Louth Eye
 A guide to Louth in Lincolnshire since 2004

Are High Parking Charges Impacting Journeys Taken In East Lindsey?

April 23rd 2014

Parking Charges Poll
Today's poll is also a lesson in bias. I believe all poll questions reflect unspoken assumptions, so it's hard to eliminate partiality, even in the most innocuous-seeming questions. If you can't pinpoint the source of bias, it's more likely that you're not looking hard enough than that it isn't there.

With that in mind, I wanted to tackle the question of car parking charges, which East Lindsey District Council increased in 2013, and later modified in the light of criticism. I've heard a great deal of complaints about the hike in fees, and about how people are more inclined to park on side streets. However, I didn't want to ask the obvious question: "Are car parking charges too high?" A question like that might get a lot of "yes" votes, but it doesn't tell us much. If you're the one paying, any rise in the rate might seem like too much.

Far more interesting is working out how parking charges have affected people's behaviour, particularly in an area that relies on retail and tourism for a lot of its economic activity. Are the charges actually high enough to turn people away from this area?

The poll

Do high car parking charges in East Lindsey prevent you making journeys within the district?

On Wednesday, April 23rd I put this question to 100 people in Louth town centre. 28% said "yes", 70% said "no", 1% said "maybe", and 1% said "don't know".

Some people told me they thought ELDC's charges were reasonable and compared well with other councils'. Others expressed their dismay at the high prices and the disruption the changes have caused.

Edit 24th April:

Something I forgot to mention when I first posted was the high number of non-drivers I spoke to. I don't drive, but I was quite surprised at how widespread this is, particularly in an area where public transport is scarce. Nearly all of the people who told me they don't drive responded "no" to this poll.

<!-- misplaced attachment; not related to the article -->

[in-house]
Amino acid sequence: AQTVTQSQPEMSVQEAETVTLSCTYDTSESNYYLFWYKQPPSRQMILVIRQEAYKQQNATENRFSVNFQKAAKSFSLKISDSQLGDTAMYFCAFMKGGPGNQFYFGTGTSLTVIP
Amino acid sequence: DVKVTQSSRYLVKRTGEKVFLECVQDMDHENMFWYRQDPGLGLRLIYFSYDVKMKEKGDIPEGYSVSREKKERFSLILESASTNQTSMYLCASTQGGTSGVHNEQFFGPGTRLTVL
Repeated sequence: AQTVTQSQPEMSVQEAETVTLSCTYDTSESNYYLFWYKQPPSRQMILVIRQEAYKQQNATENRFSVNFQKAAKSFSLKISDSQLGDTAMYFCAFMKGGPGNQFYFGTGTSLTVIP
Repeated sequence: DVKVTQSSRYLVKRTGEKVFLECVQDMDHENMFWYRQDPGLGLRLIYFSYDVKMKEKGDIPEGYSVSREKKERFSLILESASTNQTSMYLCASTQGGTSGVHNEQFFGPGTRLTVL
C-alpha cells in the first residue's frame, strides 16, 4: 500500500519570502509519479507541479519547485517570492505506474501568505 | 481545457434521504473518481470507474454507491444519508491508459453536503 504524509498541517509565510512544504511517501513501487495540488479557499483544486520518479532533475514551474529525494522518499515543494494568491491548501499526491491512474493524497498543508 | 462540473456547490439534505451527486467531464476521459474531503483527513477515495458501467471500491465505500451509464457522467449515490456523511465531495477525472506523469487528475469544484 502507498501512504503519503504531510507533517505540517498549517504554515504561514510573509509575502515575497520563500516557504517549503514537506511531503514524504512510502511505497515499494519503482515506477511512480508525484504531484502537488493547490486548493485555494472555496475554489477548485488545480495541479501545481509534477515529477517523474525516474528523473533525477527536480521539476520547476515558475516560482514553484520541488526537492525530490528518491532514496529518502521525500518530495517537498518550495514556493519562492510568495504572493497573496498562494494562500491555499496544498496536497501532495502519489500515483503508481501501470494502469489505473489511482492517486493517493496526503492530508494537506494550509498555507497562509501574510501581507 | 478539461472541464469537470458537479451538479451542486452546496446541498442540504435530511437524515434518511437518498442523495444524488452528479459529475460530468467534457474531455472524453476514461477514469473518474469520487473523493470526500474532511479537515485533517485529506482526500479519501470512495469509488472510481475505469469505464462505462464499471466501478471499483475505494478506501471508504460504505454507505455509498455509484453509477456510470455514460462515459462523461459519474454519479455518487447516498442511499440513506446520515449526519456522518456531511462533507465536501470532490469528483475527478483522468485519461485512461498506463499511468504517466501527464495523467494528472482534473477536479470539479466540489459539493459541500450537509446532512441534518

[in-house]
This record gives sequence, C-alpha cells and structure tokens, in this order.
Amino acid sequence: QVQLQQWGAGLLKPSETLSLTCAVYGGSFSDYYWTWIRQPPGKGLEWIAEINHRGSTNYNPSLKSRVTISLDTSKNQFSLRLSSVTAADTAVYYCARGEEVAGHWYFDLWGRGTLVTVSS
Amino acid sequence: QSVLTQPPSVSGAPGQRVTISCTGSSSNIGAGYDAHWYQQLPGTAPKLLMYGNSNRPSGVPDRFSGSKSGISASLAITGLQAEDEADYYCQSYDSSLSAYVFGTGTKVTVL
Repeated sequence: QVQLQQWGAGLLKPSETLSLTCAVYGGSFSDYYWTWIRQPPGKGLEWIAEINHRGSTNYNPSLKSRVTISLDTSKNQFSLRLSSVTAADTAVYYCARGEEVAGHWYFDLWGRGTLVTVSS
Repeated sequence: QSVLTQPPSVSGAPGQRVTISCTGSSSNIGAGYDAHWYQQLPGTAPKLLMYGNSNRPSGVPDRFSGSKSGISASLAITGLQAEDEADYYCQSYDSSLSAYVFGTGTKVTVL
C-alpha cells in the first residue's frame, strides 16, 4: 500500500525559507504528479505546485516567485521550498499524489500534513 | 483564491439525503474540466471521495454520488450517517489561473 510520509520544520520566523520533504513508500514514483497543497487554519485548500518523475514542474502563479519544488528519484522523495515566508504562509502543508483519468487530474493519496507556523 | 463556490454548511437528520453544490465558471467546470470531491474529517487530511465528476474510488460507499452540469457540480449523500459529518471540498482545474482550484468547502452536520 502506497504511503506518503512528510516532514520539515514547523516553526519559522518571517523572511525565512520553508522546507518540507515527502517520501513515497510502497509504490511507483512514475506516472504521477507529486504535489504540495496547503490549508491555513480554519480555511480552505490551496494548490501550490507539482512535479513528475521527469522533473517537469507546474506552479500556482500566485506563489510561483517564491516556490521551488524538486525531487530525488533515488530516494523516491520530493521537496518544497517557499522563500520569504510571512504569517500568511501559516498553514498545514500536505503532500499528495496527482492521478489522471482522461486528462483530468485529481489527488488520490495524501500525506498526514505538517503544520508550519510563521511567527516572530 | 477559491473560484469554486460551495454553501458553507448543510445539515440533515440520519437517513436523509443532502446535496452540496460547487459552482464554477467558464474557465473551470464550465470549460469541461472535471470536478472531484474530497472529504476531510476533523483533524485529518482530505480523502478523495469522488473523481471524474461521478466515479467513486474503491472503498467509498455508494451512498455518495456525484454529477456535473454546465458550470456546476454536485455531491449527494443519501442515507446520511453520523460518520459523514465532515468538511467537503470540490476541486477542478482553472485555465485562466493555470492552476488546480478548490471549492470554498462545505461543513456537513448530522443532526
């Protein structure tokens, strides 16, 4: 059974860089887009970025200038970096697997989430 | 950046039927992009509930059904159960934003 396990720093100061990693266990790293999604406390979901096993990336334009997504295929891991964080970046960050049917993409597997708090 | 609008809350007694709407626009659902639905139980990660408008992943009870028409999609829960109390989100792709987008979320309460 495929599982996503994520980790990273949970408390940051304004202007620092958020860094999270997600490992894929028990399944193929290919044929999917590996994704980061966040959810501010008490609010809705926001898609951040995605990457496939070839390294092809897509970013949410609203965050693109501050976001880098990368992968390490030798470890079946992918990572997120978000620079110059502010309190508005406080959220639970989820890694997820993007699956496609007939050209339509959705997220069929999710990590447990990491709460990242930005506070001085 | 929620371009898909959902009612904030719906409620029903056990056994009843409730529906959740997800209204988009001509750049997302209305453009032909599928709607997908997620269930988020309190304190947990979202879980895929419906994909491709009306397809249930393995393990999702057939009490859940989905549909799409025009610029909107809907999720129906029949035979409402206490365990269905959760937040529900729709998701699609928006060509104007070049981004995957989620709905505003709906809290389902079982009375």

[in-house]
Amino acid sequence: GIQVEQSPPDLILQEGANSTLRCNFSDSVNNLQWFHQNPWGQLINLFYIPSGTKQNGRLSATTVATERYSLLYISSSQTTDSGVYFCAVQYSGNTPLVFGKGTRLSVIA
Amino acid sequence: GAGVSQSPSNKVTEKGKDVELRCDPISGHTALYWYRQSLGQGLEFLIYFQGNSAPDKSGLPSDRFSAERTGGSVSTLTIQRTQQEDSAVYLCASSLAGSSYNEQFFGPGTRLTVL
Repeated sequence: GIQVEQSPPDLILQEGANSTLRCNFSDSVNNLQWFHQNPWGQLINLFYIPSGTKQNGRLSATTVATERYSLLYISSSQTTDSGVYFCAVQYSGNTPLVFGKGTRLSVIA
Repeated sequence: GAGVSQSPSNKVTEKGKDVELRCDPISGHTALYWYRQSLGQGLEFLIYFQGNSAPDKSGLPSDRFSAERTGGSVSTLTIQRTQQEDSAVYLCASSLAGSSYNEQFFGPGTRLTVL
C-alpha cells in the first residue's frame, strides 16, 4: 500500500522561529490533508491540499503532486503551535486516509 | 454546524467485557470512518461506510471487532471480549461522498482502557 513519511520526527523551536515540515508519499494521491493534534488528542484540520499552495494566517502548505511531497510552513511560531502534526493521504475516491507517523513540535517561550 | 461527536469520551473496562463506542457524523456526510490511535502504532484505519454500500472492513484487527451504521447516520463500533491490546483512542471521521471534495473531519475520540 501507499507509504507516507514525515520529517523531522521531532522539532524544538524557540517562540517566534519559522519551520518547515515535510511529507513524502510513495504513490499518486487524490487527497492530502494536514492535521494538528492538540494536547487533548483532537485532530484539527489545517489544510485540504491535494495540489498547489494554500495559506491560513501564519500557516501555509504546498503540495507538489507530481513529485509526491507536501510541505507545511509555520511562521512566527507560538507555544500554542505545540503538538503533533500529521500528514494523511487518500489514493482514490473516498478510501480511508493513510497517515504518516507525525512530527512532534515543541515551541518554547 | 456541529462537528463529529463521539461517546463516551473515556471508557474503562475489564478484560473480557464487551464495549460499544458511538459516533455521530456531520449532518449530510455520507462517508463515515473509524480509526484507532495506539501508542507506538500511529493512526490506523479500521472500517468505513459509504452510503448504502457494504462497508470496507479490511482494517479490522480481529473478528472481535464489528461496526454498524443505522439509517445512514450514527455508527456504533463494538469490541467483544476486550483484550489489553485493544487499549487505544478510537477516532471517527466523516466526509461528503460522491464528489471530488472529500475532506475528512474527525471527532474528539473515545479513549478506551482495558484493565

Residents compared with non-residents

In this poll I asked respondents to tell me whether they were residents of East Lindsey. 59% were from within the East Lindsey area, leaving 41% from outside. In previous polls I've asked whether people are Lincolnshire residents, but in this instance I also wanted to get a better idea of how many people visit Louth from outside the district. In some polls I didn't press people from outside the area for a response, because the issue was mainly of local interest. For instance, most of the responses to the poll on plans for 240 homes near Grimsby Road were from local people.

However, in this poll on parking charges, I wanted the views of visitors as well as locals. So that 41% doesn't just represent how many people took part in this poll, it's also a reflection of how many people from outside East Lindsey were in Louth on what was a fairly typical market day.

Now, back to that bias I was talking about earlier. With a high percentage of non-residents responding, this survey has an inherent flaw: many people who would have replied "yes" are clearly less likely to be making trips to Louth from outside the area if they can't afford the parking charges. That's one of the drawbacks of taking a poll in a particular location. But in the absence of a Census-like budget for doing these things, polls are always going to be imperfect.

By the same token, local people who can't afford to travel may be more likely to remain in Louth. So is there any difference in the results for people from different areas? The table below shows the differences, with the actual number of respondents in brackets.
AreaYesNoMaybe Don't Know
East Lindsey27.12% (16)71.19% (42)1.69% (1) 0% (0)
Outside East Lindsey29.27% (12)68.29% (28)0% (0) 2.44% (1)
I would say that's too close to call, but due to the small sample size there's a high margin of error, so it doesn't tell us much.

On the face of it, it looks like this poll is telling us most people aren't concerned enough about parking charges to alter their plans. But look at it another way: if the numbers of people who are travelling less as a result of the charges is anything like the 28% this data suggests, that could represent a lot of lost trade. (A random sample of 100 people gives you about a 10% margin of error).

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